Britain et al v. Clark County, Nevada

Filing 179

ORDER that 160 Motion to Substitute Attorneys is GRANTED in part and DENIED in part; that 165 Motion to Submit Evidence is DENIED; that 169 Motion to Strike is GRANTED, and the clerk shall strike 164 Reply; that 170 Motion for Sanctions is DENIED. Signed by Magistrate Judge Nancy J. Koppe on 1/11/17. (Copies have been distributed pursuant to the NEF - MMM)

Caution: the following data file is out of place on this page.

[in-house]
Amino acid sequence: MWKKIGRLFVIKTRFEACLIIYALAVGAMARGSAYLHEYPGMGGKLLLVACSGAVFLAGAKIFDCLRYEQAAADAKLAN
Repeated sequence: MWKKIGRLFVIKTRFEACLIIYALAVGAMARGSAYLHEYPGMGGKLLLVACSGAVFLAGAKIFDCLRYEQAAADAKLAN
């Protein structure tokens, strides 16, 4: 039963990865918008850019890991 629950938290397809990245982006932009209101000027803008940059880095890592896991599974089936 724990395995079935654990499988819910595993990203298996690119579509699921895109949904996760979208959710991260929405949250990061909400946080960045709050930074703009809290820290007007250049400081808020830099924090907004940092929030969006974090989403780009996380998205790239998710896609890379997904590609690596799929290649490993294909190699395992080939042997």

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1 2 3 4 5 6 7 8 UNITED STATES DISTRICT COURT 9 DISTRICT OF NEVADA 10 TRINA BRITAIN, et al., 15 ) ) ) ) ) ) ) ) ) ) 16 Pending before the Court are a variety of motions regarding a dispute as to the representation 11 Plaintiff(s), 12 vs. 13 CLARK COUNTY, NEVADA, 14 Defendant(s). 17 Case No. 2:12-cv-01240-JAD-NJK ORDER of various Plaintiffs in this case. 18 First, The Law Offices of Steven J. Parsons (“Parsons”) filed a motion to substitute attorneys 19 on behalf of certain named plaintiffs and certain opt-in plaintiffs. Docket No. 160. Current counsel 20 for those plaintiffs, the Law Offices of Daniel Marks (“Marks & Levine”), filed a response in partial 21 opposition. Docket No. 162. Parsons filed a reply. Docket No. 164. 22 23 24 25 26 27 28 Second, Parsons filed a motion to submit additional evidence. Docket No. 165. Marks & Levine filed a response in opposition. Docket No. 171. Third, Marks & Levine filed a motion to strike. Docket No. 169. Parsons filed a response in opposition. Docket No. 173. Marks & Levine filed a reply. Docket No. 176. Fourth, Marks & Levine filed a motion for sanctions. Docket No. 170. Parsons filed a response in opposition. Docket No. 174. Marks & Levine filed a reply. Docket No. 177. The Court finds the motions properly resolved without a hearing. See Local Rule 78-1. 1 I. Motion to Substitute–Named Plaintiffs 2 Parsons wishes to be substituted as counsel for nine of the named plaintiffs. Docket No. 160 3 at 5. Through briefing the motion to substitute, Parsons and Marks & Levine appear to be in 4 agreement that such substitution is permissible with respect to these named plaintiffs in their 5 individual capacities. See, e.g., Docket No. 162 at 3-4. Moreover, Parsons has clarified that he is 6 not seeking through the instant motion to represent the named plaintiffs in their representative 7 capacity. Docket No. 164 at 4. With that agreement and understanding in mind, the Court 8 GRANTS the motion for Parsons to be substituted as counsel for Trina Britain, Ronald Brooks, 9 Nubia Grajeda, Kenneth Hawkes, Eric Prunty, Tom Serrano, Michael Smith, and Lamons Walker 10 in their individual capacities only, with Marks & Levine remaining as their counsel in their 11 representative capacities. 12 II. Motion to Substitute–Opt-In Plaintiffs 13 Parsons also wishes to be substituted as counsel for 38 of the opt-in plaintiffs. Docket No. 14 160 at 5-6. United States District Judge Jennifer A. Dorsey considered the applicable factors and 15 determined that Marks & Levine can fairly and adequately perform the role of interim class counsel 16 in this matter. Docket No. 118 at 9. The notice to potential members of the collective action further 17 explained the role of Marks & Levine. As an initial matter, that notice explained: 18 19 You have a right to consult or retain other counsel, but by joining this lawsuit, you designate the named Plaintiffs as your agent to make decisions on your behalf concerning the litigation such as the method and manner of conducting or settling the litigation. 20 21 Docket No. 111-1 at 4-5. The notice went on to explain the impact of joining the litigation with 22 respect to the choice of counsel: “If you choose to join this lawsuit, your interest will be represented 23 by the attorneys listed below: DANIEL MARKS, ESQ., ADAM LEVINE, ESQ., LAW OFFICE OF 24 DANIEL MARKS.” Id. at 5. Hence, the notice is clear: while a would-be opt-in plaintiff has the 25 right to consult or retain counsel, once they join the lawsuit their interests are represented by the 26 named plaintiffs and the attorneys Marks & Levine. Indeed, Parsons’ reply acknowledges that “once 27 a prospective collective action member opts-in to the collective, they consent to the named Plaintiffs 28 representing their interests through collective action counsel.” Docket No. 164 at 5. -2- 1 The reply clarifies that Parsons really only seeks to represent these opt-in plaintiffs in their 2 “individual” capacity. The Court is unclear exactly what it is Parsons intends to do on behalf of 3 these opt-in plaintiffs. Generally speaking, opt-in plaintiffs are not actively involved in litigating the 4 case, as Parsons himself implicitly recognizes. See id. at 5 (Parsons’ assertion that he hopes to 5 protect these plaintiffs’ interests “insofar as we are able to in our role as individual counsel”).1 6 Hence, any personal attorney they hire similarly would not actively participate in the litigation. 7 Instead, the active participation in the litigation falls on the shoulders of the named plaintiffs, who 8 represent the opt-in plaintiffs, and the appointed class counsel. See, e.g., Docket No. 111-1 at 4-5. 9 The rules governing substitution of counsel are concerned with determining which attorney can 10 appear and act in the litigation on behalf of a party. See Local Rule IA 11-6. Parsons has failed to 11 explain what–if anything–he intends to do on behalf of the opt-in plaintiffs in this litigation.2 12 Accordingly, Parsons’ motion to substitute as counsel for opt-in plaintiffs is DENIED 13 without prejudice. 14 III. Alleged Ethical Violations 15 Parsons alleges that Marks & Levine committed various ethical violations. See, e.g., Docket 16 No. 160 at 6-8. Marks & Levine counter that Parsons has committed ethical violations. See, e.g., 17 Docket No. 169 at 14. Both sides deny any wrongdoing. The Court finds the competing allegations 18 of ethical violations do not alter the determination above as to the matters currently before the Court, 19 which are limited to whether Parsons can represent certain named plaintiffs and certain opt-in 20 plaintiffs in their individual capacities. 21 The motion to submit evidence at Docket No. 165 is DENIED as unnecessary. The motion 22 to strike the reply brief at Docket No. 169 is GRANTED, and the Clerk’s Office is INSTRUCTED 23 24 1 25 26 27 28 In some cases, opt-in plaintiffs may have some limited role in a collective action. See, e.g., Cardoza v. Bloomin’ Brands, Inc., 141 F. Supp. 3d 1137, 1146 (D. Nev. Oct. 16, 2015) (addressing case law permitting limited discovery on subset of FLSA collective action opt-ins). That does not appear to be the situation with respect to the opt-in plaintiffs at issue in Parsons’ motion. 2 To the extent these opt-in plaintiffs wish to retain Parsons as a personal advisor regarding these proceedings who will not appear or act on their behalf in the litigation, Parsons has failed to explain why court approval is required. -3- 1 to strike Docket No. 164.3 The counter-motion for sanctions at Docket No. 170 is DENIED for 2 failing to cite any rule or legal source on which sanctions can be based. See Docket No. 170 at 14- 3 15; see also Kor Media Group, LLC v. Green, 294 F.R.D. 579, 582 n.3 (D. Nev. 2013) (courts do 4 not address arguments that are not meaningfully developed).4 5 IV. Conclusion 6 As outlined above, the Court orders as follows: 7 • 8 Parsons’ motion to substitute attorneys (Docket No. 160) is GRANTED in part and DENIED in part. 9 • Parsons’ motion to submit evidence (Docket No. 165) is DENIED. 10 • Marks & Levine’s motion to strike (Docket No. 169) is GRANTED, and the Clerk’s 11 Office is INSTRUCTED to strike Docket No. 164. 12 • Marks & Levine’s motion for sanctions (Docket No. 170) is DENIED. 13 IT IS SO ORDERED. 14 Dated: January 11, 2017 15 NANCY J. KOPPE United States Magistrate Judge 16 17 18 19 20 21 22 23 24 3 25 26 The Court does not resolve herein the attorney-client issues raised. Nonetheless, the information provided was not necessary to resolve the issues before the Court and it will err on the side of caution to protect potentially privileged information by striking the filing. 4 27 28 There is obvious animosity between counsel. Nonetheless, briefs filled with condescension, hyperbole and unnecessary personal attacks are not looked upon favorably. To the extent counsel are compelled to repeat their allegations of unethical conduct, they are entering treacherous waters and should try not to sink their own ship during that voyage. -4-